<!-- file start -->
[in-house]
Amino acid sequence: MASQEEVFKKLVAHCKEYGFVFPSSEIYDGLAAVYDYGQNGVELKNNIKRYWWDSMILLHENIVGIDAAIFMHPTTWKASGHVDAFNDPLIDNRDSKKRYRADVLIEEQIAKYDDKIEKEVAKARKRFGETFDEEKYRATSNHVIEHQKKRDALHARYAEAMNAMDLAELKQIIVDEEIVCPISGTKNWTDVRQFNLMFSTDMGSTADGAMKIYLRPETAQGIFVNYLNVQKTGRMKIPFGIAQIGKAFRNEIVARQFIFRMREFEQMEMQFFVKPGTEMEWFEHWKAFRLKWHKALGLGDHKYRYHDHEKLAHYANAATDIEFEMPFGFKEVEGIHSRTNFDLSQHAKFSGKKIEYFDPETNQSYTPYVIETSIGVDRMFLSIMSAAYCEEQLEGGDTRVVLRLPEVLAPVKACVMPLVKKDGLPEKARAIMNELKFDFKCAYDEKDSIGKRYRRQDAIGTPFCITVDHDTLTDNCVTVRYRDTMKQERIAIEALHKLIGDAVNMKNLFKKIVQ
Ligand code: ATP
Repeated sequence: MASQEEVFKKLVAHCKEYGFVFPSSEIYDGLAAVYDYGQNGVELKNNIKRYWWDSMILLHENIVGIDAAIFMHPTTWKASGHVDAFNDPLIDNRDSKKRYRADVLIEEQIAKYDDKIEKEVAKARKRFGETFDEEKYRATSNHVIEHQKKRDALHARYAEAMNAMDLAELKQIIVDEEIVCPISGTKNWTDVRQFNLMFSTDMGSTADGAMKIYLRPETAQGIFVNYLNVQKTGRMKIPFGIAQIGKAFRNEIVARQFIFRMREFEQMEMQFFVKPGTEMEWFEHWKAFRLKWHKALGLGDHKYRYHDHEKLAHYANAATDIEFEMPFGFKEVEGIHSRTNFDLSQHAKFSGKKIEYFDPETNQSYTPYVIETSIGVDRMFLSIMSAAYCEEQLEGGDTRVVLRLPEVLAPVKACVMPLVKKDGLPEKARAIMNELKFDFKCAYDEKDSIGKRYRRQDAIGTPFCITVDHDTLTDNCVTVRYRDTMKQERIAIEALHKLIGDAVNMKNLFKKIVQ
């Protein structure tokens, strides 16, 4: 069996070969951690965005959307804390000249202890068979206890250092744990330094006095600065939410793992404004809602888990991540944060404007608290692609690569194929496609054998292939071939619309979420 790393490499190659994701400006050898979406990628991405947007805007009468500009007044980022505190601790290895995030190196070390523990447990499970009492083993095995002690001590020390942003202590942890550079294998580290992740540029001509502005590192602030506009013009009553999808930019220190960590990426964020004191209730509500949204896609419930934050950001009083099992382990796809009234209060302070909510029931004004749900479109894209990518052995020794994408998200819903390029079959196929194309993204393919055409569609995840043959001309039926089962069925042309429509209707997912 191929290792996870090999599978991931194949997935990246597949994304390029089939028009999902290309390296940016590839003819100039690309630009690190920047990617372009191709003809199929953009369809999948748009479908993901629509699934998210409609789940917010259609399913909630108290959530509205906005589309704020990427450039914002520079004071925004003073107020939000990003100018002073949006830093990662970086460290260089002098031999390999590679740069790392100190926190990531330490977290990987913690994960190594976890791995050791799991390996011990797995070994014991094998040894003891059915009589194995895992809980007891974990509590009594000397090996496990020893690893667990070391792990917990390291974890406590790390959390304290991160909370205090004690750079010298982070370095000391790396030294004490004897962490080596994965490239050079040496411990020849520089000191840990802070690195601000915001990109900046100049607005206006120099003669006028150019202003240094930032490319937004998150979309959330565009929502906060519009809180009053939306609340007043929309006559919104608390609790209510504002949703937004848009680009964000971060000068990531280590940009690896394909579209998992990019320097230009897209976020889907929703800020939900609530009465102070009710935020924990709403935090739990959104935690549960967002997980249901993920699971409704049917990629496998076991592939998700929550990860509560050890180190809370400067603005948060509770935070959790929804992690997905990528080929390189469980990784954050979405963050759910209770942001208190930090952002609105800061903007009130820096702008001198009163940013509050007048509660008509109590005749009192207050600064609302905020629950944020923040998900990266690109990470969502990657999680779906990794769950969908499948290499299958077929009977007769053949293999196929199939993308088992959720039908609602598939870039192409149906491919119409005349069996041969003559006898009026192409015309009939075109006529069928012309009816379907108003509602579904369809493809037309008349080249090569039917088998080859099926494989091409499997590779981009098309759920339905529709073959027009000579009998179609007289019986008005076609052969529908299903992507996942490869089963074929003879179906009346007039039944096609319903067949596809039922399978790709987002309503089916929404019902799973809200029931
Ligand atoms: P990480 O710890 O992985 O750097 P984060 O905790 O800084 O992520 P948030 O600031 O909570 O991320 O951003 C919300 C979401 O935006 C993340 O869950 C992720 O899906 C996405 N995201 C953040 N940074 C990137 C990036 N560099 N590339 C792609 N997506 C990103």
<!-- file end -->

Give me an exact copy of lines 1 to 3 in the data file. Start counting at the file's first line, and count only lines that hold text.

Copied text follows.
[in-house]
Amino acid sequence: MASQEEVFKKLVAHCKEYGFVFPSSEIYDGLAAVYDYGQNGVELKNNIKRYWWDSMILLHENIVGIDAAIFMHPTTWKASGHVDAFNDPLIDNRDSKKRYRADVLIEEQIAKYDDKIEKEVAKARKRFGETFDEEKYRATSNHVIEHQKKRDALHARYAEAMNAMDLAELKQIIVDEEIVCPISGTKNWTDVRQFNLMFSTDMGSTADGAMKIYLRPETAQGIFVNYLNVQKTGRMKIPFGIAQIGKAFRNEIVARQFIFRMREFEQMEMQFFVKPGTEMEWFEHWKAFRLKWHKALGLGDHKYRYHDHEKLAHYANAATDIEFEMPFGFKEVEGIHSRTNFDLSQHAKFSGKKIEYFDPETNQSYTPYVIETSIGVDRMFLSIMSAAYCEEQLEGGDTRVVLRLPEVLAPVKACVMPLVKKDGLPEKARAIMNELKFDFKCAYDEKDSIGKRYRRQDAIGTPFCITVDHDTLTDNCVTVRYRDTMKQERIAIEALHKLIGDAVNMKNLFKKIVQ
Ligand code: ATP